• 2 weeks ago
            Anonymous

            I found another record from 1601 (Seonjo 34th year 10th Month 19th Day) and in this account Seonjo is asking about the "thrall general" (Nurhachi) and the noble is telling him that Nurhachi will invade only after he subdues all his enemies and they have 10 years guaranteed of integrity in the region.

          • 2 weeks ago
            Anonymous

            While it may not be the sole reason, it is true that Hideyoshi constantly struggled to weaken the daimyos, hoping for its effectiveness in the invasion of Korea.
            Being a self-made man from the lower strata, he feared above all else being overthrown and replaced by those beneath him.
            His fear can be seen in his confiscation of katanas from peasants, depriving them of armed means.

            His idea was probably a two-tiered strategy.
            Even if he couldn't conquer Korea and China, weakening and debilitating the warlorda would be satisfactory.
            If they could conquer east Asia, it would expand Jap's territory, which would be even better.

          • 2 weeks ago
            Anonymous

            >His idea was probably a two-tiered strategy.
            Again, this is modern historians trying to insert a narrative that never existed in primary sources. Hideyoshi alongside his contemproaries had a very poor understanding of the sheer size of Ming China and genuinely thought he was going to retire in Ningbo and install the Japanese Emperor in Beijing after the rapid capitulation of Hanseong.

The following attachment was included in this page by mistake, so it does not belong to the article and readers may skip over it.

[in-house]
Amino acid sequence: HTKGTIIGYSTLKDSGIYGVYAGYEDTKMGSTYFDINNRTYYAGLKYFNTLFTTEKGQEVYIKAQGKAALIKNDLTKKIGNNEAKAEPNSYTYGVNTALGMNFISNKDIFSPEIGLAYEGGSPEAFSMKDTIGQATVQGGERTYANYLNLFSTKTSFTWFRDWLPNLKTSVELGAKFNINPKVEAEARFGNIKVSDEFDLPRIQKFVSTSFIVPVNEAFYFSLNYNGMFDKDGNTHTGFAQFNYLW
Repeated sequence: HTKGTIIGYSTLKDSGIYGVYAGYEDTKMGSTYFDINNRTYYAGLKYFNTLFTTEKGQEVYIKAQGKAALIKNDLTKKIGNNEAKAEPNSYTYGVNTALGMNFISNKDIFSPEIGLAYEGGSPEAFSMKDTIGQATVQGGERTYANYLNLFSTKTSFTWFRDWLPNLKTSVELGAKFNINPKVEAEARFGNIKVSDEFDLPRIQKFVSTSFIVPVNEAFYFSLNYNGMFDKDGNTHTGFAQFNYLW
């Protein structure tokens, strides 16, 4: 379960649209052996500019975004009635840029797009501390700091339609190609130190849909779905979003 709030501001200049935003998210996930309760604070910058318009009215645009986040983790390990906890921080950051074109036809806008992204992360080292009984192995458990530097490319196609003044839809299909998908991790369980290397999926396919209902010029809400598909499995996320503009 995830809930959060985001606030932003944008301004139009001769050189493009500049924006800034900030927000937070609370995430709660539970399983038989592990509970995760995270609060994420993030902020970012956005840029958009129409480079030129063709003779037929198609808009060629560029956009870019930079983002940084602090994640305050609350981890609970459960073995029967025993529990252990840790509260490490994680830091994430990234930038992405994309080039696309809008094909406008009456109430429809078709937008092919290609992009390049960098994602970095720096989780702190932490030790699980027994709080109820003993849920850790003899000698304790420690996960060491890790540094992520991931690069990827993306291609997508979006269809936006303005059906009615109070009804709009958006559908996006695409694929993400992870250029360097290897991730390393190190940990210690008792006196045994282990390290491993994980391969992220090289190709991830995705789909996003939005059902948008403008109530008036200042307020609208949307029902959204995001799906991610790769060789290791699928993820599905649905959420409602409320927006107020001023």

The Northern Garrison weren't devasted in Imjin though. They had casualties for sure but they had several years in Imjin to regroup and deployed again. When Nurhachi united at Imjin he wasn't even considered being called with his name and i don't think there would have been an agenda to strike that early. The First mention of him is in 1595 and they gave him a gift as a superior because he was a considered a small lord which sounds ridiculous now.

            I'm not well versed on Nurhaci/Joseon relations, I would imagine the increased manpower, lack of an external enemies and no economic devastation gave Joseon Korea greater room to manuever. The Imjin War's impact on the Ming was largely fiscal, as even though there was high amount of men mobilized(141,937) casualties are relatively light(~20,000). Widespread impoverishment in Liaodong and increased taxation(leading to peasant rebellions) gave the Later Jin room to grow.

            >Why would Hideyoshi spend an unprecendented amount of money just to kill off his loyal retainers/family members?

            Considering what he did to his nephew during this period, it's not surprising.
            Everything Hideyoshi did during this time was madness, akin to late-stage Hitler.